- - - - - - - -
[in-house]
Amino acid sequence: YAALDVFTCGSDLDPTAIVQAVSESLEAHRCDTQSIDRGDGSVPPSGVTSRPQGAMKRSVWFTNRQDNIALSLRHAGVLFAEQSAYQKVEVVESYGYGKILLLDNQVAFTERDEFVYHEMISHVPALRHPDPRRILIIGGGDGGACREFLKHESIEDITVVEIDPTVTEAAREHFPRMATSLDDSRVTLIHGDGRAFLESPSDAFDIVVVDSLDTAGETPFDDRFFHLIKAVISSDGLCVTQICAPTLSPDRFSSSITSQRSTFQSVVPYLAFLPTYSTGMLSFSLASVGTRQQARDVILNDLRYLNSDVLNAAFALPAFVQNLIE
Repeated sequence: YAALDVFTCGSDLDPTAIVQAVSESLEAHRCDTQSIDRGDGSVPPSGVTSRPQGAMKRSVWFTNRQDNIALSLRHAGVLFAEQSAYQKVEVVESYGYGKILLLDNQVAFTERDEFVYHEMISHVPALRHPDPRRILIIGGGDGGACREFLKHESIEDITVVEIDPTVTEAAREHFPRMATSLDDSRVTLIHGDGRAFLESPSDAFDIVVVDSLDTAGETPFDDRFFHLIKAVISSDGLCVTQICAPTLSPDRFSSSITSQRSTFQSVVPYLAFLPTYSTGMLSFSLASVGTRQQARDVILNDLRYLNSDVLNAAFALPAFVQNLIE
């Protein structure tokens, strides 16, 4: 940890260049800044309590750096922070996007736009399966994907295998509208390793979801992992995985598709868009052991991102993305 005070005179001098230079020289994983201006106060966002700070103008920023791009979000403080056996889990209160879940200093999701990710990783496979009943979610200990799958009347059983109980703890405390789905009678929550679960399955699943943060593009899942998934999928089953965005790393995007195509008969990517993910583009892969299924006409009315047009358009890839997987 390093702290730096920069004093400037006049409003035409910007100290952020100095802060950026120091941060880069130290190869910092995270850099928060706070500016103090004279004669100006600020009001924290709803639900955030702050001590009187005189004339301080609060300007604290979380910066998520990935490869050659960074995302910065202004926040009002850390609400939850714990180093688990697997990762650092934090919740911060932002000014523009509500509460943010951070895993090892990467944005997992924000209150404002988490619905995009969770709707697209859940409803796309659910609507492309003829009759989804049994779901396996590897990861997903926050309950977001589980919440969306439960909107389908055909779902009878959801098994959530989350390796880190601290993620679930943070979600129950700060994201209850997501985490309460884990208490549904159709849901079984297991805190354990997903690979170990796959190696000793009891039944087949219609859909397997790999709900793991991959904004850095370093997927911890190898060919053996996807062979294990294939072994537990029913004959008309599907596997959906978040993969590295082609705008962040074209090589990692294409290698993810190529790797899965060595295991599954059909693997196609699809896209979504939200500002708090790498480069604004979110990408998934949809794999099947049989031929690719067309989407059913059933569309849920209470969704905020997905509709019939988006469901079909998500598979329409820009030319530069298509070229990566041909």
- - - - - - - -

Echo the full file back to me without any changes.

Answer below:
[in-house]
Amino acid sequence: YAALDVFTCGSDLDPTAIVQAVSESLEAHRCDTQSIDRGDGSVPPSGVTSRPQGAMKRSVWFTNRQDNIALSLRHAGVLFAEQSAYQKVEVVESYGYGKILLLDNQVAFTERDEFVYHEMISHVPALRHPDPRRILIIGGGDGGACREFLKHESIEDITVVEIDPTVTEAAREHFPRMATSLDDSRVTLIHGDGRAFLESPSDAFDIVVVDSLDTAGETPFDDRFFHLIKAVISSDGLCVTQICAPTLSPDRFSSSITSQRSTFQSVVPYLAFLPTYSTGMLSFSLASVGTRQQARDVILNDLRYLNSDVLNAAFALPAFVQNLIE
Repeated sequence: YAALDVFTCGSDLDPTAIVQAVSESLEAHRCDTQSIDRGDGSVPPSGVTSRPQGAMKRSVWFTNRQDNIALSLRHAGVLFAEQSAYQKVEVVESYGYGKILLLDNQVAFTERDEFVYHEMISHVPALRHPDPRRILIIGGGDGGACREFLKHESIEDITVVEIDPTVTEAAREHFPRMATSLDDSRVTLIHGDGRAFLESPSDAFDIVVVDSLDTAGETPFDDRFFHLIKAVISSDGLCVTQICAPTLSPDRFSSSITSQRSTFQSVVPYLAFLPTYSTGMLSFSLASVGTRQQARDVILNDLRYLNSDVLNAAFALPAFVQNLIE
């Protein structure tokens, strides 16, 4: 940890260049800044309590750096922070996007736009399966994907295998509208390793979801992992995985598709868009052991991102993305 005070005179001098230079020289994983201006106060966002700070103008920023791009979000403080056996889990209160879940200093999701990710990783496979009943979610200990799958009347059983109980703890405390789905009678929550679960399955699943943060593009899942998934999928089953965005790393995007195509008969990517993910583009892969299924006409009315047009358009890839997987 390093702290730096920069004093400037006049409003035409910007100290952020100095802060950026120091941060880069130290190869910092995270850099928060706070500016103090004279004669100006600020009001924290709803639900955030702050001590009187005189004339301080609060300007604290979380910066998520990935490869050659960074995302910065202004926040009002850390609400939850714990180093688990697997990762650092934090919740911060932002000014523009509500509460943010951070895993090892990467944005997992924000209150404002988490619905995009969770709707697209859940409803796309659910609507492309003829009759989804049994779901396996590897990861997903926050309950977001589980919440969306439960909107389908055909779902009878959801098994959530989350390796880190601290993620679930943070979600129950700060994201209850997501985490309460884990208490549904159709849901079984297991805190354990997903690979170990796959190696000793009891039944087949219609859909397997790999709900793991991959904004850095370093997927911890190898060919053996996807062979294990294939072994537990029913004959008309599907596997959906978040993969590295082609705008962040074209090589990692294409290698993810190529790797899965060595295991599954059909693997196609699809896209979504939200500002708090790498480069604004979110990408998934949809794999099947049989031929690719067309989407059913059933569309849920209470969704905020997905509709019939988006469901079909998500598979329409820009030319530069298509070229990566041909």